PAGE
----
Friday, July 29, 2016

Court Orders Memphis to Publish Cop Candidate List

Chancery Court judge Walter Evans ruled in favor of The Commercial Appeal's lawsuit against the city of Memphis and the International Association of Chiefs of Police seeking disclosure of everyone who had applied for the city's police chief job.  Click to see story in Daily News.

Scroll down to see our story on one Memphis chief candidate, Philadelphia Chief Inspector Joe Sullivan, who was in charge of Philly streets during the just-completed Democratic National Convention, and down one more to see our analysis, "Was City's Cop Search Doomed from the Start?"

Friday, July 22, 2016

This Top Cop Candidate Is in the National Spotlight for Democratic National Convention in Philadelphia

"They disrupt traffic, but so what?  The First Amendment is more important than traffic."  

Memphis police chief candidate and Philadelphia PD Chief Inspector Joe Sullivan will be the cop most on the spot in America next week as Philly PD’s point man for the Democratic National Convention.

Of the five out-of-towners who were turned up by a national search, Sullivan will be in the national spotlight like no other as it will be his task to keep peace on the streets outside the Wells Fargo Center. 

Sullivan has somewhat of a reputation for peaceful protests, and he says that during protest rallies, he is on the front lines with his men; that he does not want them to don tactical attire, and that “a verbal insult has never hurt me once in all my years.  People can scream and curse me all they want, and I’m not going to react.”

Sunday, July 17, 2016

Was Memphis' Cop Search Process Doomed from the Start?

Was the city’s search for a new chief of police a political exercise in futility that cost taxpayers $40,000 -- or more?   

When Memphis Mayor Jim Strickland this spring asked his interim appointee, Michael Rallings, to apply for the permanent post of director of police services, it signaled to some potential national candidates that the mayor's mind was made up.  Moreover, why did Strickland or the search entity not even talk with arguably some of the top police administrators in the country -- even one who was a former Memphis police officer?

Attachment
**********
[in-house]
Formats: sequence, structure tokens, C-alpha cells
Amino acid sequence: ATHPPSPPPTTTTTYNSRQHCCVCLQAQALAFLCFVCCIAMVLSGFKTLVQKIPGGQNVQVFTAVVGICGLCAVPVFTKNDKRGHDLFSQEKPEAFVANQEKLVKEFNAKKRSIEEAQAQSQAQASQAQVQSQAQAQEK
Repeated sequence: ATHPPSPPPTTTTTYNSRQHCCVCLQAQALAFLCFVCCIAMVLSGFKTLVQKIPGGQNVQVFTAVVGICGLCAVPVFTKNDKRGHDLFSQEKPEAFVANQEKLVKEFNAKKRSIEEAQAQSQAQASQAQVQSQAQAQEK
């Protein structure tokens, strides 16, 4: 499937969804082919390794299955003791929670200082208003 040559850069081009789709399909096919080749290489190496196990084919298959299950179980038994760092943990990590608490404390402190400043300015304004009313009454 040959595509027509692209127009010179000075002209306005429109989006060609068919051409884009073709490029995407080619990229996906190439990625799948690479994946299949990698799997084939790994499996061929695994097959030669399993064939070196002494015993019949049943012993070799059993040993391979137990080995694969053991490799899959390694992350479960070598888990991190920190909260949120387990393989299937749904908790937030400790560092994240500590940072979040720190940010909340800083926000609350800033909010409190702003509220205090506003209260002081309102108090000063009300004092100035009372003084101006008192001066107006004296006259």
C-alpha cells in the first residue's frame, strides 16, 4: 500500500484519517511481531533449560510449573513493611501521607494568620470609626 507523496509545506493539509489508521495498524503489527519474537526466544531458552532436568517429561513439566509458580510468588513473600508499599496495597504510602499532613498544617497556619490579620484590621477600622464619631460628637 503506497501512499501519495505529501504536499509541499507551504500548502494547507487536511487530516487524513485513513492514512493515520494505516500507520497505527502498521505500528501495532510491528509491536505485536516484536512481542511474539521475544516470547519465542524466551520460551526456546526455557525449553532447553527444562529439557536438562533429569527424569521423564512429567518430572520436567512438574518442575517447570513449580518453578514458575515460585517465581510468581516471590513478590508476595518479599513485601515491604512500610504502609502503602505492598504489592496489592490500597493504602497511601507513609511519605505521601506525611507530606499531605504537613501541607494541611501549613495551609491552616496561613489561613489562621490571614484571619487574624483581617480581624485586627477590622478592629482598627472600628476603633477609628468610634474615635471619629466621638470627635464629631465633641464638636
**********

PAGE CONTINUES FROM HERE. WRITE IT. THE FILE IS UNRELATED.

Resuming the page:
Now that city council has formally asked Strickland to appoint Railings -- as has the NAACP, the police union and even protestors against police violence -- is Strickland wasting taxpayer money and the time of other law enforcement candidates to continue the charade of a "national search?"  Strickland announced that he will be interviewing five out-of-town candidates in August, and the mayor even posted their bios online.  What the mayor failed to say was how much that will cost the city in travel and related expenses.   

At this point Strickland would seem to have no choice, this side of a political death wish, but to appoint Rallings.  That's not to slight Rallings, who may be the best pick.   

Memphis native Anne Kirkpatrick recently was named to head the city of Chicago’s new Bureau of Professional Standards with the huge task of reforming police culture into a force of “guardians, not warriors,”  as reported by The Chicago Sun-Times.  Kirkpatrick was a Memphis patrol officer in the 1980s; moved to Washington state where she got a law degree, and then climbed a law enforcement ladder that included serving as a police chief and as a trainer of police brass for the FBI.